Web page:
Thirty-seven digital rights groups and businesses have come together this week to urge the White House to defend privacy and promise to veto the dangerous cybersecurity bill CISPA. Such legislation poses a number of privacy risks to individuals, allowing levels of information sharing between companies and the government that supersede existing privacy laws. Privacy advocates aren't the only ones speaking out against CISPA; online companies like Reddit and Mozilla, as well as web hosts like Gandi and Namecheap, have chosen to stand up for their users' rights rather than support ill-defined legislation.

You can join the opposition. Contact your member of Congress or, if you are outside of the U.S., join our White House petition.

Read the letter to the White House below:

March 19, 2013

To Michael Daniel, White House Cybersecurity Coordinator:

We the undersigned organizations write to encourage the White House to renew its promise to veto the Cyber Intelligence Sharing and Protection Act (CISPA).

Last year, the White House threatened to veto CISPA (H.R. 3523) on the grounds that the bill would create major privacy and security vulnerabilities. This year, CISPA has been reintroduced (H.R. 624) with the same flaws.

In its veto threat, the White House stated:

"The sharing of information must be conducted in a manner that preserves Americans' privacy, data confidentiality, and civil liberties and recognizes the civilian nature of cyberspace. Cybersecurity and privacy are not mutually exclusive."

Specifically, the White House objected that CISPA did not require companies or the government to "minimize and protect personally identifiable information" (PII):

"[H.R. 3523 repeals] important provisions of electronic surveillance law without instituting corresponding privacy, confidentiality, and civil liberties safeguards. For example, the bill would allow broad sharing of information with governmental entities without establishing requirements for both industry and the Government to minimize and protect personally identifiable information."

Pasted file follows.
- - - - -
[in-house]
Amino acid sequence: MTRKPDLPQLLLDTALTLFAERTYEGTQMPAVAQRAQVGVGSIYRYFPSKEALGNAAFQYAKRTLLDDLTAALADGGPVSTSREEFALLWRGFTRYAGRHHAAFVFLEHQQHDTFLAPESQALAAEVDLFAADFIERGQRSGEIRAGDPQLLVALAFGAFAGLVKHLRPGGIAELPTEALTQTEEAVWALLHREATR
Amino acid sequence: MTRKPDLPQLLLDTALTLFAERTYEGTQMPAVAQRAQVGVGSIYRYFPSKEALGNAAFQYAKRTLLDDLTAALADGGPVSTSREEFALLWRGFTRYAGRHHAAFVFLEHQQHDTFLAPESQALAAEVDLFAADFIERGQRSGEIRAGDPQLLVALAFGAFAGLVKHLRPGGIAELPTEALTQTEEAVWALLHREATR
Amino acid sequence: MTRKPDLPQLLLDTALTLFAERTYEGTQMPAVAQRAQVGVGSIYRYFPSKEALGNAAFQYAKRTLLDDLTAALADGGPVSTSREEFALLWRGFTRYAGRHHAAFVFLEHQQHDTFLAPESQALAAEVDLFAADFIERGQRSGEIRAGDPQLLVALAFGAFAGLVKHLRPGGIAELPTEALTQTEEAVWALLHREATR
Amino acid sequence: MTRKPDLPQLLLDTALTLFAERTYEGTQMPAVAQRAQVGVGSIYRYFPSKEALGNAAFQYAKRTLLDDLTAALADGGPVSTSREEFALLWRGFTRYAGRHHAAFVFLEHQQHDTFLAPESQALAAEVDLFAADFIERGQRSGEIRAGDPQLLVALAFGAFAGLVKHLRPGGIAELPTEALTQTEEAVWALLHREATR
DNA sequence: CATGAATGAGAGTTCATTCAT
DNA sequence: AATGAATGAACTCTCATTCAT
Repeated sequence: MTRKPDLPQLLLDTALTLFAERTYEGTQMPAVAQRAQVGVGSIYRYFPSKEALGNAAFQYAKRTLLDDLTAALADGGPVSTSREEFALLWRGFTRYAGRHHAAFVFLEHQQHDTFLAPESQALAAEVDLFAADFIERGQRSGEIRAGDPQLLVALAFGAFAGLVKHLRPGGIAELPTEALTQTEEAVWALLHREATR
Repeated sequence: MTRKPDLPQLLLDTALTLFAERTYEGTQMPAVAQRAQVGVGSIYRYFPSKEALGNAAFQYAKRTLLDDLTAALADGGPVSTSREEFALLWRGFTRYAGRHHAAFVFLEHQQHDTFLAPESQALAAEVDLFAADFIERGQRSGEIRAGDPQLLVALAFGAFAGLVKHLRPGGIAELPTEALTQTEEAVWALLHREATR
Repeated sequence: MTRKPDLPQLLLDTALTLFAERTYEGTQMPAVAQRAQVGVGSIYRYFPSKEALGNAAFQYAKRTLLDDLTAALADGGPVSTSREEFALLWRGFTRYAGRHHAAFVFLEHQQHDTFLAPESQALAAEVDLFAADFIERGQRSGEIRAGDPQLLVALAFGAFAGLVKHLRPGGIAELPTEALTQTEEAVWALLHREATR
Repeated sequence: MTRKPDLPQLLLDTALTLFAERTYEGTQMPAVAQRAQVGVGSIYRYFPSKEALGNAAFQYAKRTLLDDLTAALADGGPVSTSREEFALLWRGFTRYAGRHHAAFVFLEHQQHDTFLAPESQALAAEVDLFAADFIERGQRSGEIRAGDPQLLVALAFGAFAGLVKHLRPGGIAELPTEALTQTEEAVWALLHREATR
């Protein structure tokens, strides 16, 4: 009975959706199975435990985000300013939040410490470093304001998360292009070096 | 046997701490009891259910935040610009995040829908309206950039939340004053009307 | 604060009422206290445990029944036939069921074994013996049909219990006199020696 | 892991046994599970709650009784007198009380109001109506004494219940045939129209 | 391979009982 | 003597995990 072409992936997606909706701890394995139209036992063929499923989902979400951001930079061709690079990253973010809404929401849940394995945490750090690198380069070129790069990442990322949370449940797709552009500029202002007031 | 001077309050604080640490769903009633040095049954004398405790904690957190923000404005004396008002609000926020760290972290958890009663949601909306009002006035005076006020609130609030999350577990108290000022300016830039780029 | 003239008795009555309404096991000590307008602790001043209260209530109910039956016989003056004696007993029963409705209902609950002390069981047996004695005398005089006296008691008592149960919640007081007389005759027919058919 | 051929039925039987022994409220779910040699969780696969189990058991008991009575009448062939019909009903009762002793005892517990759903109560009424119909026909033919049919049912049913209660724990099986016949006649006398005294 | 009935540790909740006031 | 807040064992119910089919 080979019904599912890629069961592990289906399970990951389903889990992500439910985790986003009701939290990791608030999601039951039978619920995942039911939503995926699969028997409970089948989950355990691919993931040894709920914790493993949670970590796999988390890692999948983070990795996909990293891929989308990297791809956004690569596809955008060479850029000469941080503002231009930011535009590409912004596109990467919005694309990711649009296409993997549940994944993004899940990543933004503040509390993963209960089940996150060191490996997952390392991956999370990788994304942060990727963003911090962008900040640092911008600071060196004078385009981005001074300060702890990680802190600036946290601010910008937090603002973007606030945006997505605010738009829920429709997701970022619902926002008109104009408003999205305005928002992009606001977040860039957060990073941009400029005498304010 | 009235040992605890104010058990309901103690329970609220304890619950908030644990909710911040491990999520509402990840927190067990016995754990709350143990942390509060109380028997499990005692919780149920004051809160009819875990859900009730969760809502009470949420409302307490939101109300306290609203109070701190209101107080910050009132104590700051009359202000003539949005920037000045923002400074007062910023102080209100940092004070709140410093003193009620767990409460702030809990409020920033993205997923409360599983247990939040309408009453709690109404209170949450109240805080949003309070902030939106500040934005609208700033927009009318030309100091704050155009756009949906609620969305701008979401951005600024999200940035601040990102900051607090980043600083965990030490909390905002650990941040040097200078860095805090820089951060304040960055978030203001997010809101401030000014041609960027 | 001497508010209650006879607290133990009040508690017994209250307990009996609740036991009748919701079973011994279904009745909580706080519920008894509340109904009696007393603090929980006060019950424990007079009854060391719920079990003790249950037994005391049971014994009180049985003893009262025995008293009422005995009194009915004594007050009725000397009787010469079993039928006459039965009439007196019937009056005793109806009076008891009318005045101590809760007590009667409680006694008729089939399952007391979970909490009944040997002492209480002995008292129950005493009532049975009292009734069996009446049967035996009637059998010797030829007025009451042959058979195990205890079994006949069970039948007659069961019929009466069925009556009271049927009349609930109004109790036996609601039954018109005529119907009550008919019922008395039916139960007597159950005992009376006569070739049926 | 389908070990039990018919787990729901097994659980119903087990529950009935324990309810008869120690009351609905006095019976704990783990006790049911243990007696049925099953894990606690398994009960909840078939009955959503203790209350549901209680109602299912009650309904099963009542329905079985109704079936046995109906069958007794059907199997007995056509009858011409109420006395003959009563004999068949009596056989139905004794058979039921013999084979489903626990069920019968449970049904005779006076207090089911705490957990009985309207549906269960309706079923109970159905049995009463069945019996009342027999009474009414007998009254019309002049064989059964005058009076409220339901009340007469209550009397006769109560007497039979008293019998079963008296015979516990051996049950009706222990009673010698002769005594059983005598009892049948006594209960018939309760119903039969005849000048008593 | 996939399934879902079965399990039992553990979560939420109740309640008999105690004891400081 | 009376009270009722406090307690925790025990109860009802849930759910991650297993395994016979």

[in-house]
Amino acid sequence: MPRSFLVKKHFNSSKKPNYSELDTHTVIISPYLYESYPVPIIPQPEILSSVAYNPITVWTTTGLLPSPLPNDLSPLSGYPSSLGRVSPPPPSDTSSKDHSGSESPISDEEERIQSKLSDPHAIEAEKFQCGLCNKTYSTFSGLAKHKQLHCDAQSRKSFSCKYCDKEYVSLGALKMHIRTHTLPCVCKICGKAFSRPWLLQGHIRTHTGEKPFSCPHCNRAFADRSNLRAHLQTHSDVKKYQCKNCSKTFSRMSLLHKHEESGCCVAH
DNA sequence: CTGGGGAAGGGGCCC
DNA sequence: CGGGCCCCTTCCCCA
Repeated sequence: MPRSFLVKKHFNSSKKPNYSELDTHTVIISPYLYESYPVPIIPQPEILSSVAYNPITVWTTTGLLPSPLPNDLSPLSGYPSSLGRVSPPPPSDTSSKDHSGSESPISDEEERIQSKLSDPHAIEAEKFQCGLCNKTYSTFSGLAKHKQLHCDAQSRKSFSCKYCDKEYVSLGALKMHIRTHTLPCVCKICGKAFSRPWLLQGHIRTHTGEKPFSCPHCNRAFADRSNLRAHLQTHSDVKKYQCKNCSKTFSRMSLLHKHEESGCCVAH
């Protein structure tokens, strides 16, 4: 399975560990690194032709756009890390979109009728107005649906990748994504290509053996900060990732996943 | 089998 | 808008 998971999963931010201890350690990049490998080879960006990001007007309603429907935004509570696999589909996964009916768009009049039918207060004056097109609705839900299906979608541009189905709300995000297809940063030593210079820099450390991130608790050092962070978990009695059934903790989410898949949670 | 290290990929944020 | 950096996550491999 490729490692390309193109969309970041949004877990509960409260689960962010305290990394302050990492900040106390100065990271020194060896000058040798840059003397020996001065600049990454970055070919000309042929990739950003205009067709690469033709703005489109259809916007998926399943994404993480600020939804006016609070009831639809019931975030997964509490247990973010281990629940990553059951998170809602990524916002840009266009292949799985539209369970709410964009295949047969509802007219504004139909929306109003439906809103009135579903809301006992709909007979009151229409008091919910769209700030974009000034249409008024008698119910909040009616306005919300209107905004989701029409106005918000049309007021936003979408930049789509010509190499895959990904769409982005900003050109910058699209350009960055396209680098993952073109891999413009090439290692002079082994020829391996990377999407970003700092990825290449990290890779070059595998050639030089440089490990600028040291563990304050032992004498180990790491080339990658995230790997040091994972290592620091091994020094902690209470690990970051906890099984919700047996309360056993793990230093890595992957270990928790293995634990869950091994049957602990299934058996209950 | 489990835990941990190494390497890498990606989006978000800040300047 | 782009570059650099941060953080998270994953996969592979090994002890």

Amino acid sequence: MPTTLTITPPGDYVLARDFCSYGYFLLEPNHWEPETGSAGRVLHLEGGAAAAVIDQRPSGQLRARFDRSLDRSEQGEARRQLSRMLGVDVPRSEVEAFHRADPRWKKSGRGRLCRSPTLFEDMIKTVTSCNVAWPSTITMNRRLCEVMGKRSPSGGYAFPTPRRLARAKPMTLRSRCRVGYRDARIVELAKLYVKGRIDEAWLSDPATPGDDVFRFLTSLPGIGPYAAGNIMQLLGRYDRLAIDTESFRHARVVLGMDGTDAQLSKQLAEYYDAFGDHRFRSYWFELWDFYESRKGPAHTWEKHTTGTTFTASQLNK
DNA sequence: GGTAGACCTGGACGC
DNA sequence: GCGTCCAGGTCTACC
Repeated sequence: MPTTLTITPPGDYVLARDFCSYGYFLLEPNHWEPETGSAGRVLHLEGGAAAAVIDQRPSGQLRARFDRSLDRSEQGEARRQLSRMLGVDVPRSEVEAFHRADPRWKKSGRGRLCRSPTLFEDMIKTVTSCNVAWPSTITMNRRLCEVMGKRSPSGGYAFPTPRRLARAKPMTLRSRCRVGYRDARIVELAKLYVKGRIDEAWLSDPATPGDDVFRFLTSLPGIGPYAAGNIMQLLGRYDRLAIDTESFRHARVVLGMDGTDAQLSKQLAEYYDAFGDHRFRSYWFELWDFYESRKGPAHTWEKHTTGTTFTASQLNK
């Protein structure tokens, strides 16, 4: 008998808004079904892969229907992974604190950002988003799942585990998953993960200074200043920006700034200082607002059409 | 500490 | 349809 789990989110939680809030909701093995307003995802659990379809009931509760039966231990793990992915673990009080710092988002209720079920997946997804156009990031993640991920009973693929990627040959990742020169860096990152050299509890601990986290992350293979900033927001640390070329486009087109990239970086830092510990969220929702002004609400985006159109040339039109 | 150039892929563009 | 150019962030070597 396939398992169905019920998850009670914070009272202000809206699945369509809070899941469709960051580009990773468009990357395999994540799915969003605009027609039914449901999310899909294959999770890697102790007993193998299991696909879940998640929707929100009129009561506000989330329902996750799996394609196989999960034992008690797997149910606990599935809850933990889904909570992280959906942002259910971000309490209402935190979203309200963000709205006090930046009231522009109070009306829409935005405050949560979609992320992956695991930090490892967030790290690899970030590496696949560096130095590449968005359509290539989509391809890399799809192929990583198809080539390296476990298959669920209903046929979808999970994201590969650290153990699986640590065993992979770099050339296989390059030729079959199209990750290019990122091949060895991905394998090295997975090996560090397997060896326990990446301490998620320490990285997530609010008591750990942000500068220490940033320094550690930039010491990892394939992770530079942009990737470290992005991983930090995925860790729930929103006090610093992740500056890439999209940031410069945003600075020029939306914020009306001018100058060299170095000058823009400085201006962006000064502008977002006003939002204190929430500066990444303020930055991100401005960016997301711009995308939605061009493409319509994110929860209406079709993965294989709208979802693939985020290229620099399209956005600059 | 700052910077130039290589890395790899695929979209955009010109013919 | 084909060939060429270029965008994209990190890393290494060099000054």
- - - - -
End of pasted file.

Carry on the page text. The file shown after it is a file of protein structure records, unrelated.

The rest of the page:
The White House noted that CISPA would provide companies dangerously broad legal immunity for actions they took based on information “identified, obtained, or shared” under the bill:

"H.R. 3523 would inappropriately shield companies from any suits where a company's actions are based on cyber threat information identified, obtained, or shared under this bill, regardless of whether that action otherwise violated Federal criminal law or results in damage or loss of life. This broad liability protection not only removes a strong incentive to improving cybersecurity, it also potentially undermines our Nation's economic, national security, and public safety interests."

The White House also pointed to the significant threat CISPA poses to the civilian nature of the Internet, a vital aspect of a free and open Internet:

"H.R. 3523 effectively treats domestic cybersecurity as an intelligence activity and thus, significantly departs from longstanding efforts to treat the Internet and cyberspace as civilian spheres."

Because the flaws that prompted the veto threat have not been fixed, we urge the White House to make clear to Congress it still opposes CISPA.


Advocacy for Principled Action in Government
American Association of Law Libraries
American Library Association
Association of Research Libraries
Bill of Rights Defense Committee
Center for Democracy & Technology
Center for Digital Democracy
Center for Financial Privacy and Human Rights
Competitive Enterprise Institute
The Constitution Project
Consumer Watchdog
Daily Kos
Demand Progress, Inc.
Electronic Frontier Foundation
Entertainment Consumers Association
Fight for the Future
Free Press Action Fund
Government Accountability Project
Liberty Coalition
National Association of Criminal Defense Lawyers
New America Foundation's Open Technology Institute
NY Tech Meetup
Personal Democracy Media
Privacy Rights Clearinghouse
Privacy Times